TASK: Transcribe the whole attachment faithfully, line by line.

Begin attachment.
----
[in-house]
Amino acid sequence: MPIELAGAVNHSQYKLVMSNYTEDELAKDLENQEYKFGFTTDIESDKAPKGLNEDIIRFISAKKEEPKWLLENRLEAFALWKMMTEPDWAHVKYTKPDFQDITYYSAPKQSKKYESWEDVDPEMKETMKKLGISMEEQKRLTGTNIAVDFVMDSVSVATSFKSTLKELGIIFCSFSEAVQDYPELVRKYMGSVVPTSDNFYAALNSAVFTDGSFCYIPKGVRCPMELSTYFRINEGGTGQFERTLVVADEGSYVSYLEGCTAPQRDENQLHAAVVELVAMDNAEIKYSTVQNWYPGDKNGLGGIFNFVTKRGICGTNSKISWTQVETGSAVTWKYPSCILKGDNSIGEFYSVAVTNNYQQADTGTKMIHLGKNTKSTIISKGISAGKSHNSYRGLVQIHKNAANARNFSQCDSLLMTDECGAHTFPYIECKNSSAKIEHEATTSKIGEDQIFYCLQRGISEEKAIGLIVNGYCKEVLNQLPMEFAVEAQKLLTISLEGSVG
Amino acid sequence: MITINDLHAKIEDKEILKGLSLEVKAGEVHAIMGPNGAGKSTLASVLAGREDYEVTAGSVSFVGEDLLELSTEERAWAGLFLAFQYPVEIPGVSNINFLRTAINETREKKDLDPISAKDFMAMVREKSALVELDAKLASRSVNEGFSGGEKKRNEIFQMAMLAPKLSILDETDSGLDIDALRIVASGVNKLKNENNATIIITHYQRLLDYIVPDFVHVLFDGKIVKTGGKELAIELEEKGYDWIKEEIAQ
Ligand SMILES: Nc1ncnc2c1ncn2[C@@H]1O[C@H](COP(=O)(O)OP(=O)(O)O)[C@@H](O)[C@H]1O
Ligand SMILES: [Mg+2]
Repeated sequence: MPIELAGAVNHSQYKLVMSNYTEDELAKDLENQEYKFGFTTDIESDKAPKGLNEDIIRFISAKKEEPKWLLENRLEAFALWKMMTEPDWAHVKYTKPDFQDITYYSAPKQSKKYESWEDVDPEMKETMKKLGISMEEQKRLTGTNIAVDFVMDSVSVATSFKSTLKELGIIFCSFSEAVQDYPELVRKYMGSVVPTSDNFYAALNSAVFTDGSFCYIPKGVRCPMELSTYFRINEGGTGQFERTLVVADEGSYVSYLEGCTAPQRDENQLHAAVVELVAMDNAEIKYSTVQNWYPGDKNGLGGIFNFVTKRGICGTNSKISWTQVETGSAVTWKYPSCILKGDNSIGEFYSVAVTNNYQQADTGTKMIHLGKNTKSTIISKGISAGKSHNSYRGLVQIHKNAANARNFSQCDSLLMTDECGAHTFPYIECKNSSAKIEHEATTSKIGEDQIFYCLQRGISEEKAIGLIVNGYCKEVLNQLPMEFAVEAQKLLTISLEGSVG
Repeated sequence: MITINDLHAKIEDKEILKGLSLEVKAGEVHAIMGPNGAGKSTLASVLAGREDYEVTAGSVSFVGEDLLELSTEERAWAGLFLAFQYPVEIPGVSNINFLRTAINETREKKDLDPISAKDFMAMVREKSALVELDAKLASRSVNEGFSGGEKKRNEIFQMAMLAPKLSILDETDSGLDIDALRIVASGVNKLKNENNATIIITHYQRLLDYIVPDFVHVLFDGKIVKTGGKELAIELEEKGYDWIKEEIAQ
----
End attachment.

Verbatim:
[in-house]
Amino acid sequence: MPIELAGAVNHSQYKLVMSNYTEDELAKDLENQEYKFGFTTDIESDKAPKGLNEDIIRFISAKKEEPKWLLENRLEAFALWKMMTEPDWAHVKYTKPDFQDITYYSAPKQSKKYESWEDVDPEMKETMKKLGISMEEQKRLTGTNIAVDFVMDSVSVATSFKSTLKELGIIFCSFSEAVQDYPELVRKYMGSVVPTSDNFYAALNSAVFTDGSFCYIPKGVRCPMELSTYFRINEGGTGQFERTLVVADEGSYVSYLEGCTAPQRDENQLHAAVVELVAMDNAEIKYSTVQNWYPGDKNGLGGIFNFVTKRGICGTNSKISWTQVETGSAVTWKYPSCILKGDNSIGEFYSVAVTNNYQQADTGTKMIHLGKNTKSTIISKGISAGKSHNSYRGLVQIHKNAANARNFSQCDSLLMTDECGAHTFPYIECKNSSAKIEHEATTSKIGEDQIFYCLQRGISEEKAIGLIVNGYCKEVLNQLPMEFAVEAQKLLTISLEGSVG
Amino acid sequence: MITINDLHAKIEDKEILKGLSLEVKAGEVHAIMGPNGAGKSTLASVLAGREDYEVTAGSVSFVGEDLLELSTEERAWAGLFLAFQYPVEIPGVSNINFLRTAINETREKKDLDPISAKDFMAMVREKSALVELDAKLASRSVNEGFSGGEKKRNEIFQMAMLAPKLSILDETDSGLDIDALRIVASGVNKLKNENNATIIITHYQRLLDYIVPDFVHVLFDGKIVKTGGKELAIELEEKGYDWIKEEIAQ
Ligand SMILES: Nc1ncnc2c1ncn2[C@@H]1O[C@H](COP(=O)(O)OP(=O)(O)O)[C@@H](O)[C@H]1O
Ligand SMILES: [Mg+2]
Repeated sequence: MPIELAGAVNHSQYKLVMSNYTEDELAKDLENQEYKFGFTTDIESDKAPKGLNEDIIRFISAKKEEPKWLLENRLEAFALWKMMTEPDWAHVKYTKPDFQDITYYSAPKQSKKYESWEDVDPEMKETMKKLGISMEEQKRLTGTNIAVDFVMDSVSVATSFKSTLKELGIIFCSFSEAVQDYPELVRKYMGSVVPTSDNFYAALNSAVFTDGSFCYIPKGVRCPMELSTYFRINEGGTGQFERTLVVADEGSYVSYLEGCTAPQRDENQLHAAVVELVAMDNAEIKYSTVQNWYPGDKNGLGGIFNFVTKRGICGTNSKISWTQVETGSAVTWKYPSCILKGDNSIGEFYSVAVTNNYQQADTGTKMIHLGKNTKSTIISKGISAGKSHNSYRGLVQIHKNAANARNFSQCDSLLMTDECGAHTFPYIECKNSSAKIEHEATTSKIGEDQIFYCLQRGISEEKAIGLIVNGYCKEVLNQLPMEFAVEAQKLLTISLEGSVG
Repeated sequence: MITINDLHAKIEDKEILKGLSLEVKAGEVHAIMGPNGAGKSTLASVLAGREDYEVTAGSVSFVGEDLLELSTEERAWAGLFLAFQYPVEIPGVSNINFLRTAINETREKKDLDPISAKDFMAMVREKSALVELDAKLASRSVNEGFSGGEKKRNEIFQMAMLAPKLSILDETDSGLDIDALRIVASGVNKLKNENNATIIITHYQRLLDYIVPDFVHVLFDGKIVKTGGKELAIELEEKGYDWIKEEIAQ